Astrophotography is one of those genres I love to admire from a distance. I’ve tried it occasionally and failed miserably every time. I’m sure most of it is down to my technique, although I’m going to blame clouds and light pollution anyway. I’d love to be good at it, but it’s just not going to happen.
So, when I see work from people like Russian landscape photographer, Daniel Kordan, I am both amazed and impressed. During a recent visit to Sala de Uyuni in Bolivia, Daniel managed to capture something incredible. The Milky Way reflecting off the surface of the flooded salt flats.
Curious about the work, we contacted Daniel to get some insight on how the images came to be.
There are not so many places in the world where you can enjoy absolute dark sky. Light pollution is in the cities and even small villages.
Altiplano suits as the best possible place on Earth to observe stars. So I planned a month-long road trip for astrophotography.
The most incredible experience was on the flooded Uyuni! It was hard to believe our eyes and senses.
It seemed that we float in the open space. Our spaceship is parked in the distance, and stars are blinking with blue, red and yellow colors.
You stand in the deep night with stars above you, aside from you and underneath! It’s space on Earth, isn’t it?
I certainly won’t disagree there. It’s a beautiful sight to behold, and I can’t even imagine what it was like to see it in person.
Daniel told us about some of the difficulties encountered with creating these photographs.
First of all, high elevation. Photography session was on 4000-5000m above sea level. We needed 5-6 days to acclimatize and next spent 2 weeks at Altiplano, full time at 4000-5000m!
Of course, its hard to move and hard to breath. But due to proper planning, we were safe and healthy.
Planning is important in any location shoot, but when you’re going somewhere for two weeks, it’s vital. I often go away for a few days at a time to shoot on location. Usually my locations aren’t quite this extreme, but planning and preparing ensures everybody’s safety and good images.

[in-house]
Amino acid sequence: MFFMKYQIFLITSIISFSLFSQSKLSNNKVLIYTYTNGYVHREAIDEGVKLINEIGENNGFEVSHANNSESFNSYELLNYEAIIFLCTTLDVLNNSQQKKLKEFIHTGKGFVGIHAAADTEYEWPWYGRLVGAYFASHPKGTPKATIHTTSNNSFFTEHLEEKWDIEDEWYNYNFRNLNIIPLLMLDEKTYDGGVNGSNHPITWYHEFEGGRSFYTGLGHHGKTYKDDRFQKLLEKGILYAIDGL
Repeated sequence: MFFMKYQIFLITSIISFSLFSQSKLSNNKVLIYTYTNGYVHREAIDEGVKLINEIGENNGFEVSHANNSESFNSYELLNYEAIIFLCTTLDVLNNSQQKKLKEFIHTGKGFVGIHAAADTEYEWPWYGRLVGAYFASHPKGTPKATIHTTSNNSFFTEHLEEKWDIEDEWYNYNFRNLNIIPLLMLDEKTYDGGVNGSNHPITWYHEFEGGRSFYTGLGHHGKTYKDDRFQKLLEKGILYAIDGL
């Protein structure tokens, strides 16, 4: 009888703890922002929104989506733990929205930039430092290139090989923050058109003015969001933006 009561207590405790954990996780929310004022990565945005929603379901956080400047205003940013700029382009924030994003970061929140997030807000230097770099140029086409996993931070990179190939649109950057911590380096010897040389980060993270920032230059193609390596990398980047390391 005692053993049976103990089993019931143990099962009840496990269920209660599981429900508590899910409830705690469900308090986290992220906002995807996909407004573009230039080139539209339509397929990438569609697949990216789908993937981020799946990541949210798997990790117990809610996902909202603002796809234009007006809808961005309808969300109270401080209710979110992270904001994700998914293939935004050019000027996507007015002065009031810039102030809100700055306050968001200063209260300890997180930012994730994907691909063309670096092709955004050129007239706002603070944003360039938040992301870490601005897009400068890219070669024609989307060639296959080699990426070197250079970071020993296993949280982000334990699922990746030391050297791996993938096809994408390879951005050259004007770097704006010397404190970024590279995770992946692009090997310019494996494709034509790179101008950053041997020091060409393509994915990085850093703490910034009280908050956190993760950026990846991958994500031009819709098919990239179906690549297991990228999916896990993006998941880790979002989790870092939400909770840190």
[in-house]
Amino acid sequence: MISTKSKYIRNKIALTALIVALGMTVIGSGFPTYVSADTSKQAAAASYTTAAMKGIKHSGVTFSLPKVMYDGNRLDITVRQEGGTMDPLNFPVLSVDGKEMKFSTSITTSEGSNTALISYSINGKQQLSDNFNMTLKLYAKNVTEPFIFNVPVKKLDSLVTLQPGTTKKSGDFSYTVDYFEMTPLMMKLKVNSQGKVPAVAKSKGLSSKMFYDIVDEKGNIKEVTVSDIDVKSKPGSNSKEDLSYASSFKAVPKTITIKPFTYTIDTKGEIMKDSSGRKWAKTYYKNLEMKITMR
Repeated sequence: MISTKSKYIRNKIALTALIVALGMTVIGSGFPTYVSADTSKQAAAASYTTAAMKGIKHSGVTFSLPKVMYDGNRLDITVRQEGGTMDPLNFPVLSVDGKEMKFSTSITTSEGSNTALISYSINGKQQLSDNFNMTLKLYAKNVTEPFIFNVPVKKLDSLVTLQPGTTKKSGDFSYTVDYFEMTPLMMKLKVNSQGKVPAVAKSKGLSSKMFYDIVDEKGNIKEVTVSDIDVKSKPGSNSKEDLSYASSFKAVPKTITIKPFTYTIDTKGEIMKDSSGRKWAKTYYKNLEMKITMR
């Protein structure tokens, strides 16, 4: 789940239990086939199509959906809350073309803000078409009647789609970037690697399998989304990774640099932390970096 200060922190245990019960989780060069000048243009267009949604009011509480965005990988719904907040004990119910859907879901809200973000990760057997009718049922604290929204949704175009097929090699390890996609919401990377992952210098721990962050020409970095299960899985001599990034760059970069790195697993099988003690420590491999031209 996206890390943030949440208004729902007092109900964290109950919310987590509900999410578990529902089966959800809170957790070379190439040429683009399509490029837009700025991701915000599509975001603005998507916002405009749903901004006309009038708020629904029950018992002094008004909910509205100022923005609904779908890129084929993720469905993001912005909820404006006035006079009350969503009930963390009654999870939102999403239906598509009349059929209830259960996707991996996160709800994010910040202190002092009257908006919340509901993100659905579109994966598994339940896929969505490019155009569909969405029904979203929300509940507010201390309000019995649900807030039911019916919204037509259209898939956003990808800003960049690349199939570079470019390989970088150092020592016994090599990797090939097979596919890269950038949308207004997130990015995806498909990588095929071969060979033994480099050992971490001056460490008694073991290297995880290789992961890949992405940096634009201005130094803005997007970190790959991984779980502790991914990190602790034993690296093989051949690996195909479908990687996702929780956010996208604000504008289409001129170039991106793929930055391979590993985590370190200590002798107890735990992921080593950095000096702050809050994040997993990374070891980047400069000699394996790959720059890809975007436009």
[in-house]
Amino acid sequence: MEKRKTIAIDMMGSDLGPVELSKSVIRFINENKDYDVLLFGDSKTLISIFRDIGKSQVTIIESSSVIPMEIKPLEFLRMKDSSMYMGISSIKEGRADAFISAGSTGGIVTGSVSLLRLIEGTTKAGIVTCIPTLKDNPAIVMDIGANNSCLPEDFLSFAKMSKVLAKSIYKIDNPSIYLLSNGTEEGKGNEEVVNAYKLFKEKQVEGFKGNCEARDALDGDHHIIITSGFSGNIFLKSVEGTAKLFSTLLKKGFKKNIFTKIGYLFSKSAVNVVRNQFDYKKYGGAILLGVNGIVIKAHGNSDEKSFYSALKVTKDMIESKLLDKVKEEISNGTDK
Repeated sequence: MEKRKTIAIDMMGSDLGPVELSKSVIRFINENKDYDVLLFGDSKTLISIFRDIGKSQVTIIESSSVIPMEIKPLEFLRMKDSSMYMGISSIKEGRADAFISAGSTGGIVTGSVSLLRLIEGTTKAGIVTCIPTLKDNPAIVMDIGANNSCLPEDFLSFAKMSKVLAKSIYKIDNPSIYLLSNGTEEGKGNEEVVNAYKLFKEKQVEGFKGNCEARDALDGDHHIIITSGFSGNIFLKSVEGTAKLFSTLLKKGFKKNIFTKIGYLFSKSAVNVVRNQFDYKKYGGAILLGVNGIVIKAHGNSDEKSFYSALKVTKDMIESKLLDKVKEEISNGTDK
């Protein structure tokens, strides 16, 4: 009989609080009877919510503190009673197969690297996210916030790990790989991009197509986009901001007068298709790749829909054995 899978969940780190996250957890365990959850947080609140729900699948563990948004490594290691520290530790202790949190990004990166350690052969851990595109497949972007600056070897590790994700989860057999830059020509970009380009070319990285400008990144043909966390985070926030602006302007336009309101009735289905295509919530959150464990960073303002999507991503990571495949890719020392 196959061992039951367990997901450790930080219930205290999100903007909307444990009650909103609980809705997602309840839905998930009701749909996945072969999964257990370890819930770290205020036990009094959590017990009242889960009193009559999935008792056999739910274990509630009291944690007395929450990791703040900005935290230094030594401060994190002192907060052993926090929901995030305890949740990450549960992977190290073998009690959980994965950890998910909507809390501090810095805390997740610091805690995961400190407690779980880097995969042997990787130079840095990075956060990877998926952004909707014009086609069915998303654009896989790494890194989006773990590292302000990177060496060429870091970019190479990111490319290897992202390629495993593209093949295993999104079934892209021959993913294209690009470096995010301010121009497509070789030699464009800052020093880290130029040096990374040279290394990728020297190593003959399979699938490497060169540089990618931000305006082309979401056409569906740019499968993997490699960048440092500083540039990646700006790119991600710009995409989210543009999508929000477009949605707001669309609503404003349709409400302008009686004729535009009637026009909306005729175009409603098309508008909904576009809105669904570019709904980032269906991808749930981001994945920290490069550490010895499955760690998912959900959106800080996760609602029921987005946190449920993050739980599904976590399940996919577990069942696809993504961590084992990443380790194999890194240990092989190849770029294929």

One part of the planning Daniel had to do is something most of us probably wouldn’t even think about. Things like this only come with experience.
It was incredible experience to drive in the night on the flooded Uyuni salt flats. Literally you can’t see a thing, just absolutely black tunnel in front of your car.
What you feel is just how your car is going through the mess of water and salt. It’s very easy to get stuck on the dangerous surface. Usually it’s up to 5-10 cm of water above the salt, but sometimes it go deeper.
We made a gps track during the daytime to this exact place and followed it precisely in the night.
It sounds a lot like navigating an invisible maze. Without the forethought to map out GPS coordinates, they could’ve very easily become stranded during the night.
We asked Daniel about the equipment he shot with.
The entire series was shot on the Nikon D810a with 14-24mm f/2.8 Nikkor. It’s a special astrophotography camera, wich is why you can see so much color in the Milky Way.
One always needs to take time to enjoy one’s self on a location shoot. This is especially true, when one is just waiting around for the right time.
Daniel told us that he keeps his post processing fairly simple.
Most of them are panoramic images, stitched together in PTGui and slightly processed in Photoshop (contrast in curves).
Well, the results certainly seem to have been worth the effort. We would like to thank Daniel for speaking with us. I’m not sure my own astrophotography will get any better, but it was fascinating to learn some of his process.
Daniel is currently heading to the Faroe Islands and Greenland to guide several photography workshops. I for one definitely look forward to seeing what images those produce.
You can find out more about Daniel on his website. You can also follow his adventures on Instagram, or reach out to him through Facebook. Images used with permission.
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